Newfoundland Loggers' Strike

The Newfoundland Loggers' Strike began 31 December 1958 when hundreds of loggers employed by Anglo-Newfoundland Development Co at Grand Falls struck for wage increases and for improvements in living conditions at wood camps. The AND Co was determined not to settle with the loggers' union, the International Woodworkers of America. The IWA and its charismatic leader, H. Landon Ladd, had been invited to Newfoundland in 1956 by loggers who wanted it to replace the weak and ineffective Newfoundland Loggers' Association. The company, the NLA executive and Newfoundland's media fought the IWA's raid on the NLA membership, portraying its organizers as violent radicals. The IWA counterattacked in full-page newspaper ads and radio broadcasts.

Newfoundland public opinion gradually went against the IWA while most loggers voted to have it as their union. For 6 weeks the strike was a normal labour dispute, but public opposition to the IWA reached such a pitch that on 12 February 1959 Premier Joseph SMALLWOOD intervened. He declared he would drive the IWA out of Newfoundland and had the legislature pass a law stripping the IWA of its legal bargaining rights.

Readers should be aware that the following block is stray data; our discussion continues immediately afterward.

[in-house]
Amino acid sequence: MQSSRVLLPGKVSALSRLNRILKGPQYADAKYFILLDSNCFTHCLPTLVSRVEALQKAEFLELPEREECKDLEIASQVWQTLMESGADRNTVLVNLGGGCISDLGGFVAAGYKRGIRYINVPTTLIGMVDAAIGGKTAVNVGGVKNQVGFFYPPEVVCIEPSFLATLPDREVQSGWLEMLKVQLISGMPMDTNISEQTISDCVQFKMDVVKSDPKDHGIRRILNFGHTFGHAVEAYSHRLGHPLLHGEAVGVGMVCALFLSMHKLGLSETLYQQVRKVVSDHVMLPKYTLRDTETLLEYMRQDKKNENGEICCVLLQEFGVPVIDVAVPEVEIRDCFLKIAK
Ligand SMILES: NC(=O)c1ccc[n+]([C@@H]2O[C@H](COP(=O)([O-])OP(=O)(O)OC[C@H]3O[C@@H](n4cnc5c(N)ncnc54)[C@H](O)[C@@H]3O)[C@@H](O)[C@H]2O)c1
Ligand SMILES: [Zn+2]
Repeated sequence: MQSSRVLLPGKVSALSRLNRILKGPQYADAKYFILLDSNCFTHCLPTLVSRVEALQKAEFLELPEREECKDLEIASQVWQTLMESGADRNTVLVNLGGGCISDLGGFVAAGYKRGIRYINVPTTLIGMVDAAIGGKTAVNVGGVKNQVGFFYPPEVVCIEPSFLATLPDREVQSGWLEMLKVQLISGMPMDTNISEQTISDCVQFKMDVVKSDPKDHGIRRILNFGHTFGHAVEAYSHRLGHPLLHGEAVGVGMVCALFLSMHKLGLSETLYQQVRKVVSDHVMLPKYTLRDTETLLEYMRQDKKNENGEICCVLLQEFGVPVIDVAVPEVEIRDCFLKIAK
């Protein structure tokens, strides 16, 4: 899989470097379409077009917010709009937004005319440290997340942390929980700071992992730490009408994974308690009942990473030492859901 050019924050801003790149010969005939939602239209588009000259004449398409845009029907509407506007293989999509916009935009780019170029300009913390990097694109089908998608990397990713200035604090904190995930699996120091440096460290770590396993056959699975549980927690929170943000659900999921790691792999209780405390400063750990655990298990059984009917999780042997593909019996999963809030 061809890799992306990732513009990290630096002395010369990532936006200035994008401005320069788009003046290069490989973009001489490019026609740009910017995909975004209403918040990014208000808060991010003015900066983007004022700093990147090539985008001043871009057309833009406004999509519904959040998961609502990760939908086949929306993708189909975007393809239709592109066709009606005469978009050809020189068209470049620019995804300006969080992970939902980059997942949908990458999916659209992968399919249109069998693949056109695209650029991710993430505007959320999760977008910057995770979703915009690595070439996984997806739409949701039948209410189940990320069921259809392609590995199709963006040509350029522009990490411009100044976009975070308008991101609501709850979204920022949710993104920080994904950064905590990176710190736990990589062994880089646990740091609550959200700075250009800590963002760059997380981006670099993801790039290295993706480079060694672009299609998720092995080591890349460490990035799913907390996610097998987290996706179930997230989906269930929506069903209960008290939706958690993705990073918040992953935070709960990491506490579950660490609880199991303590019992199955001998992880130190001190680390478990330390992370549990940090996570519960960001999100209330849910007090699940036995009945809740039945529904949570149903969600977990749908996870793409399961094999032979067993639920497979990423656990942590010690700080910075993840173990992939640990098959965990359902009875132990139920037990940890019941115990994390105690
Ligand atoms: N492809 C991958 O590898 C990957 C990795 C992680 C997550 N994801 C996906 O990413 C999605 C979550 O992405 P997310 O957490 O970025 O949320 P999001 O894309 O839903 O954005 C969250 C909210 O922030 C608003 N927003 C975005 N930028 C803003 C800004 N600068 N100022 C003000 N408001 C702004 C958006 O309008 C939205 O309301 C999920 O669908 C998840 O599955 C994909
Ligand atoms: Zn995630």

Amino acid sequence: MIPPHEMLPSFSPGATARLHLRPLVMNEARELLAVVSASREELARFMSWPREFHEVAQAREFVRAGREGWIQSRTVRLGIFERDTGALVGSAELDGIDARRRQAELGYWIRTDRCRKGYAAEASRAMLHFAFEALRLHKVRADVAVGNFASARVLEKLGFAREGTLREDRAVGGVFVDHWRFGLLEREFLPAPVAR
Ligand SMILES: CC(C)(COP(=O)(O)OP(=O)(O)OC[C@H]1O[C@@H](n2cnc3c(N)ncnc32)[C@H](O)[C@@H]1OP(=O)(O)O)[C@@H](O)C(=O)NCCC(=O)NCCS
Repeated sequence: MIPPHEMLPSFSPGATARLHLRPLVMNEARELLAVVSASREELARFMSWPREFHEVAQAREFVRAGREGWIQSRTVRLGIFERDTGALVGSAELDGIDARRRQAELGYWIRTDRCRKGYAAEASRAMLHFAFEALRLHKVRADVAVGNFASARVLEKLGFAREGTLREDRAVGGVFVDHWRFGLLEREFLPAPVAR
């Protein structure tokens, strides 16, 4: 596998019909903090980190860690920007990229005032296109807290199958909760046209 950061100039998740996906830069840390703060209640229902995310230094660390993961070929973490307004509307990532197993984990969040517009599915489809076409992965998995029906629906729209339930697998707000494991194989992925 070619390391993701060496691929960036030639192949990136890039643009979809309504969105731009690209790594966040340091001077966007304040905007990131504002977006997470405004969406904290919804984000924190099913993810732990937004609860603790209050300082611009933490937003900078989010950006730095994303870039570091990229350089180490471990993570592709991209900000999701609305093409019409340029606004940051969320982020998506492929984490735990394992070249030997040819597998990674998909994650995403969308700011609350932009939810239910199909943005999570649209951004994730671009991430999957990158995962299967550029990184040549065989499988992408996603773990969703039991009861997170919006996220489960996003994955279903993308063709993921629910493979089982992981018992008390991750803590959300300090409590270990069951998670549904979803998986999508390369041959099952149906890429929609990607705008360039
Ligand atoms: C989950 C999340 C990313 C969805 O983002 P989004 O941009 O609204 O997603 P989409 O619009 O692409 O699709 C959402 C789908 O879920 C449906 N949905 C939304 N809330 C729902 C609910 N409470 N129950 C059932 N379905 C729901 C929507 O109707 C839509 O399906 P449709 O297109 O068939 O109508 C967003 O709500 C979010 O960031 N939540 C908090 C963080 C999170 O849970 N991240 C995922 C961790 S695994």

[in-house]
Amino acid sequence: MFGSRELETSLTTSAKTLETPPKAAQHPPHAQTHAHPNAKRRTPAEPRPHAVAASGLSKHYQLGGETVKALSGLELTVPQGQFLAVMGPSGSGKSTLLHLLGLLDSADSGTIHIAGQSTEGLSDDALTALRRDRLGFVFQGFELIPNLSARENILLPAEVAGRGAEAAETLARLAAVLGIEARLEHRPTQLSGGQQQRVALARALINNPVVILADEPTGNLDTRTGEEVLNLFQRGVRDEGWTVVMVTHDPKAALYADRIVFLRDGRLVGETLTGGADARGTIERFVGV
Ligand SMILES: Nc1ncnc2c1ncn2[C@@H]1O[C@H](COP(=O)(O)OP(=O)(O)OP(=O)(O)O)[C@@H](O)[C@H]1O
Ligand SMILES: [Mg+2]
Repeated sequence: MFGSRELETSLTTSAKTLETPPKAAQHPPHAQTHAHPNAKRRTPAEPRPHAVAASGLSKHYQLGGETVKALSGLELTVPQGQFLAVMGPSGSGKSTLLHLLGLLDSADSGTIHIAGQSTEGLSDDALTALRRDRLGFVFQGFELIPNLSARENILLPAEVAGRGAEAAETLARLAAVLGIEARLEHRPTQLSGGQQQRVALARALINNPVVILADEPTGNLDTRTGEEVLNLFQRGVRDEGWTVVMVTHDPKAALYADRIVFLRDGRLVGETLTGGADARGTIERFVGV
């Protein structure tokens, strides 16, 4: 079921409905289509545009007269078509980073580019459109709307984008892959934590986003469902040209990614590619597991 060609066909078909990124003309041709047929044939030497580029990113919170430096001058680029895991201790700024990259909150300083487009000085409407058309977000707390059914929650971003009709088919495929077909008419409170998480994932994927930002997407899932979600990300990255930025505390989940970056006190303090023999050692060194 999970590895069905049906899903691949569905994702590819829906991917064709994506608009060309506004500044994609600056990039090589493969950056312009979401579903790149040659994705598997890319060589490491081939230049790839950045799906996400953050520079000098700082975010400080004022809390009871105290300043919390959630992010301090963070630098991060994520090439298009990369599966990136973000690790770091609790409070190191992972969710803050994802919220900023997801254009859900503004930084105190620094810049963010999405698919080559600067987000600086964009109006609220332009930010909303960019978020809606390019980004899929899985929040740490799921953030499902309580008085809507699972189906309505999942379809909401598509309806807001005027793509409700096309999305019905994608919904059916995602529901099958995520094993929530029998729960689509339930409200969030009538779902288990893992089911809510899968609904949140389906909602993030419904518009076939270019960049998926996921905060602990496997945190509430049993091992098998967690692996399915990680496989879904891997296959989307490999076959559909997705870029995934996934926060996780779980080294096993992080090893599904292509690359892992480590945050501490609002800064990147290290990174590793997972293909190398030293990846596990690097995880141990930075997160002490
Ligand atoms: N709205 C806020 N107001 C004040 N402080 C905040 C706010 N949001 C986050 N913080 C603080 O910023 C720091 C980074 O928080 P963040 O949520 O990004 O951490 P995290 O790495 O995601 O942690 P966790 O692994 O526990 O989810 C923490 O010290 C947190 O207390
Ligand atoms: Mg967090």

The CANADIAN LABOUR CONGRESS, the International Labour Organization and much of the Canadian media community condemned Smallwood for "his attempt to destroy free trade unionism." But in Newfoundland public support for the legislation grew when on March 10 a policeman was killed in a confrontation with picketers. Smallwood replaced the IWA with the government-sponsored Newfoundland Brotherhood of Wood Workers. The loggers quickly signed a contract with AND almost identical to the one proposed by the IWA, thus ending the strike. Two years later, Smallwood turned the NBWW over to the United Brotherhood of Carpenters and Joiners. The CLC suspended the UBCJ for its collusion with Smallwood, but the suspension was ineffective. Against the will of the loggers, the UBCJ became their official bargaining agent. Smallwood and the paper companies had successfully driven the IWA from Newfoundland.